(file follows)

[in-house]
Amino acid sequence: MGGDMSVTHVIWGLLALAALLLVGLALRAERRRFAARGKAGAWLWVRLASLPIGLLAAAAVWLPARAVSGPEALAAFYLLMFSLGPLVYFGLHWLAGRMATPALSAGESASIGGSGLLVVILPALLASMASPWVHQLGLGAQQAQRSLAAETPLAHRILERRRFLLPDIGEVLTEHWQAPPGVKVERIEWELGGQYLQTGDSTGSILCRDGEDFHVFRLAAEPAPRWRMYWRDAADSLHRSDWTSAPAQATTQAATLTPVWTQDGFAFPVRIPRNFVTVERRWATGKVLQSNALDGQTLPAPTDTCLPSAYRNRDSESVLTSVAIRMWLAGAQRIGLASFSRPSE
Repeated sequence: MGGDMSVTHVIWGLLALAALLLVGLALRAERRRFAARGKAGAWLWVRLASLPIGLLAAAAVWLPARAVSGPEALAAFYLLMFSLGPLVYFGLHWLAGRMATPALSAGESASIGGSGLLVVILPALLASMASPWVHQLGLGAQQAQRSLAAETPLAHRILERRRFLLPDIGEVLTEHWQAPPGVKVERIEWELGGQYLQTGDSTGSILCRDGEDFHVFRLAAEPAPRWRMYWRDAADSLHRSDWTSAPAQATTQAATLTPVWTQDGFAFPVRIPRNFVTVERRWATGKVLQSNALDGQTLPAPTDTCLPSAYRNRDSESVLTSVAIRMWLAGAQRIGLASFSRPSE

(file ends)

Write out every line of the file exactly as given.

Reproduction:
[in-house]
Amino acid sequence: MGGDMSVTHVIWGLLALAALLLVGLALRAERRRFAARGKAGAWLWVRLASLPIGLLAAAAVWLPARAVSGPEALAAFYLLMFSLGPLVYFGLHWLAGRMATPALSAGESASIGGSGLLVVILPALLASMASPWVHQLGLGAQQAQRSLAAETPLAHRILERRRFLLPDIGEVLTEHWQAPPGVKVERIEWELGGQYLQTGDSTGSILCRDGEDFHVFRLAAEPAPRWRMYWRDAADSLHRSDWTSAPAQATTQAATLTPVWTQDGFAFPVRIPRNFVTVERRWATGKVLQSNALDGQTLPAPTDTCLPSAYRNRDSESVLTSVAIRMWLAGAQRIGLASFSRPSE
Repeated sequence: MGGDMSVTHVIWGLLALAALLLVGLALRAERRRFAARGKAGAWLWVRLASLPIGLLAAAAVWLPARAVSGPEALAAFYLLMFSLGPLVYFGLHWLAGRMATPALSAGESASIGGSGLLVVILPALLASMASPWVHQLGLGAQQAQRSLAAETPLAHRILERRRFLLPDIGEVLTEHWQAPPGVKVERIEWELGGQYLQTGDSTGSILCRDGEDFHVFRLAAEPAPRWRMYWRDAADSLHRSDWTSAPAQATTQAATLTPVWTQDGFAFPVRIPRNFVTVERRWATGKVLQSNALDGQTLPAPTDTCLPSAYRNRDSESVLTSVAIRMWLAGAQRIGLASFSRPSE